On the other side of the coin, S. has been invited to play with other kids toys many times and has joined in games involving various backhoes, toy cars, and dump trucks. She has sat on picnic blankets with other families and has played catch with a little girl whose dad was teaching her how to throw a baseball. As I said people at our neighborhood park are typically friendly and welcoming even when S. and I are kind of crashing a mom’s group play date (awkward for me, irresistible for S.). However, I have learned that not all playgrounds are the same. Recently we went to a neighborhood park that was full of hustle and bustle with kids exploring on their own and parents chatting on the sideline while others hovered above their young toddlers. S. tried to figure out tunnel etiquette (there is no tunnel at our neighborhood playground) while I had to learn to speak up for her when an unsupervised little boy a year or two older than her put his foot on her chest as she climbed up a staircase and began to kick/shove her down the stairs. It is as if every playground is a whole new little environment that has a personality in and of itself; however even that personality changes every day.IMG_4053

I also have to learn S.’s ever changing abilities while she grows and gains new motor skills and improves her balance. The first time I let he go down a big slide by herself she twisted and smashed her face into the side of the slide, it took months before I was brave enough to let her go down a big slide by herself again. Now she pushes me back and goes down big spiral tube slides all by herself. As a mom I am constantly need to decide what features she needs me by her side in case she slips and where she can go alone. I need to trust her knowledge of her own ability, but I also guard ladders that she tries to go down, knowing that she is not yet big enough to attempt them by herself. I am also constantly reminding her to sit at the top of slides (yes, she has pretty much tried to run down them before) and reminding her to watch her feet on stairs because she is so easily distracted. But I give her space where I can, letting her learn her own capabilities and while I spot her, my general rule is “if you can’t do it yourself then you aren’t ready to do it”. To me, choosing my interaction with S. can be just as challenging as interacting with other parents and children at the playground. I want her to learn new skills and be confident in her own abilities, but I don’t want her to get seriously hurt. I really would like her not to get hurt at all, but I have realized that life at 18 months old is full of bumps, bruises, and a few bloody lips.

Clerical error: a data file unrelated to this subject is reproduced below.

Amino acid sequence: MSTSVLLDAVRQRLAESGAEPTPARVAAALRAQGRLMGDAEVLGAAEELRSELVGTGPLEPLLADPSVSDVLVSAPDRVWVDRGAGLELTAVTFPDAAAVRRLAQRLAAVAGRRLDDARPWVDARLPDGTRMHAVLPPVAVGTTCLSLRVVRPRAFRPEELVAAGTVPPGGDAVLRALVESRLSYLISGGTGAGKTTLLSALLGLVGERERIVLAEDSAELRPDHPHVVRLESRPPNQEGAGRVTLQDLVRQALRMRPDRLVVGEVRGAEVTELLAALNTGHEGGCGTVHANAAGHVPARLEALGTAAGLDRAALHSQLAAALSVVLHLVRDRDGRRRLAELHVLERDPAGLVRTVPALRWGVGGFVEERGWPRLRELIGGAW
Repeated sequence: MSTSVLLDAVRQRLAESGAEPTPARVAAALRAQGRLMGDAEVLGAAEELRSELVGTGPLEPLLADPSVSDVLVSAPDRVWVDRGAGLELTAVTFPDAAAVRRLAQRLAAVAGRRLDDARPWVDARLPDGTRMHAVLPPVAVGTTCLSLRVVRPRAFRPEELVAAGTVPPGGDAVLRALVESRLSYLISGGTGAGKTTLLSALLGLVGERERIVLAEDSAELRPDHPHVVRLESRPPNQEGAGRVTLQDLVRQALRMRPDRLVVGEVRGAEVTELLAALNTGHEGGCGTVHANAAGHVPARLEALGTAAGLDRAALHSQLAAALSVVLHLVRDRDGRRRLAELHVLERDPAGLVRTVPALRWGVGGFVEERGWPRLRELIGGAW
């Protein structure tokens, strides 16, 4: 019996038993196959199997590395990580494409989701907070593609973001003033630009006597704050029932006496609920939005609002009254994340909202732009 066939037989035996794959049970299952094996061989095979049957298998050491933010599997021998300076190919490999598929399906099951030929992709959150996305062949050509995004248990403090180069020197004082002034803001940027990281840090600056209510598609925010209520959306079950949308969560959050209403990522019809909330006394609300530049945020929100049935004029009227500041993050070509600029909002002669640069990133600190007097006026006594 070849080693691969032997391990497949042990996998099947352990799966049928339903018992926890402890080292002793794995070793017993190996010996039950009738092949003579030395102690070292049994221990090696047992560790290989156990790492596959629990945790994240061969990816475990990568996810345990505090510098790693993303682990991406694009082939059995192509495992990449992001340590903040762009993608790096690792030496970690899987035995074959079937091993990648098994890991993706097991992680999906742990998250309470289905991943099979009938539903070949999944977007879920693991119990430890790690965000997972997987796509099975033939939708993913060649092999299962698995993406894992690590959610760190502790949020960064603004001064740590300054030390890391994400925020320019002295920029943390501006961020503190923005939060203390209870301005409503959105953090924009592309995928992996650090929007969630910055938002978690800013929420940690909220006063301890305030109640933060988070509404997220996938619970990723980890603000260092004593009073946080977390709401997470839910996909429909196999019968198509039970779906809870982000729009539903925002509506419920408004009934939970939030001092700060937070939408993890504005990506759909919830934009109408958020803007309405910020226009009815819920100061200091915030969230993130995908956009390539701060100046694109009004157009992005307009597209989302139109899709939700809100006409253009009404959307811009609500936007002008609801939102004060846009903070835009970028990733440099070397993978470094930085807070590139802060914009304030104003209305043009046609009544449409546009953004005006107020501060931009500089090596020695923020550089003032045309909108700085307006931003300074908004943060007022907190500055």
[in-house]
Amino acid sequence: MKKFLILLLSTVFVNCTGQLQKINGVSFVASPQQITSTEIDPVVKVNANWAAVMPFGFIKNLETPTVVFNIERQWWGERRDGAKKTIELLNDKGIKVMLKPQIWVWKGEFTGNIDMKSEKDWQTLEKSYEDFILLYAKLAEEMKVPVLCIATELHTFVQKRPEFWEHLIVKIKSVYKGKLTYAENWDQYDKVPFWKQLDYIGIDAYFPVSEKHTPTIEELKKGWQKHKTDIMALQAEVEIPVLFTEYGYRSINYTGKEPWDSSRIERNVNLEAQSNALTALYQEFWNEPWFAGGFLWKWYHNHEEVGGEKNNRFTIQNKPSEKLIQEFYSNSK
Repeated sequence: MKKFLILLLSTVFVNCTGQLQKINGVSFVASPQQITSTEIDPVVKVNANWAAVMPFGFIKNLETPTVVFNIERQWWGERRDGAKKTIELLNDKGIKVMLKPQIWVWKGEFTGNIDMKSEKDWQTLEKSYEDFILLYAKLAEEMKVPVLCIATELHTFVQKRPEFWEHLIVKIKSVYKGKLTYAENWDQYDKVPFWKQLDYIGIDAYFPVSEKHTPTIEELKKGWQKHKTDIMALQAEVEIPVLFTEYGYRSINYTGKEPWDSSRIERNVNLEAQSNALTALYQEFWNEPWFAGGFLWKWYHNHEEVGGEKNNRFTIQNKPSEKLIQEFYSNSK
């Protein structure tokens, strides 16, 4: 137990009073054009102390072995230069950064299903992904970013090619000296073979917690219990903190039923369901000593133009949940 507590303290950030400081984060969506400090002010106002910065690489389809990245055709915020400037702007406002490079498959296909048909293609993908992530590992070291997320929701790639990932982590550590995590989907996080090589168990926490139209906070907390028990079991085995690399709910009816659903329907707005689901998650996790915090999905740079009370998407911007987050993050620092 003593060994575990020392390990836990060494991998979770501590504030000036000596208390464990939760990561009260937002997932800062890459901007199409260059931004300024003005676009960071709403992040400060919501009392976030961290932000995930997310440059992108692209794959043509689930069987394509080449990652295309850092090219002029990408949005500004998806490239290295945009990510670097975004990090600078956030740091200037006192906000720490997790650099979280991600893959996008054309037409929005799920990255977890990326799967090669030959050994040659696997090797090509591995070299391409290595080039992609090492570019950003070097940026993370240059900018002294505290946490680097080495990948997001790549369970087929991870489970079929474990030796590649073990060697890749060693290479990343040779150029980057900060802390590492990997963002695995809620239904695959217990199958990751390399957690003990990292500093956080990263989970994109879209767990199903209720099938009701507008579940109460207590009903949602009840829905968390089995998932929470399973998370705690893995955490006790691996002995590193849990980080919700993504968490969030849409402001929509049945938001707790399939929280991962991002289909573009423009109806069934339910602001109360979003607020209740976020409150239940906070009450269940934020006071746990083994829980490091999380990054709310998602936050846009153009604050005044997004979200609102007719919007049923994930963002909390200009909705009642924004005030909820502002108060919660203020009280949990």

IMG_4065While I choose my interactions with S. I also watch how other parents interact with their children. I will admit that sometimes I do silently judge, but for the most part I just observe and make note of what works and what doesn’t appear to work. Dads are typically more hands on, getting the kid to climb the rock wall that might be still a little outside their realm of capabilities. Moms more frequently watch with a close eye as their children navigate the playscape. Some parents sit and fiddle with their phones and parents with older children may just sit back and watch, but those with little ones like me will walk around the playscape, guarding open holes that require advanced skills to navigate like sliding down a fire pole. Nanny’s bounce babies while older children run wild and siblings fight and simultaneously guard their little brother or sister under a caretaker’s watchful eye.IMG_4059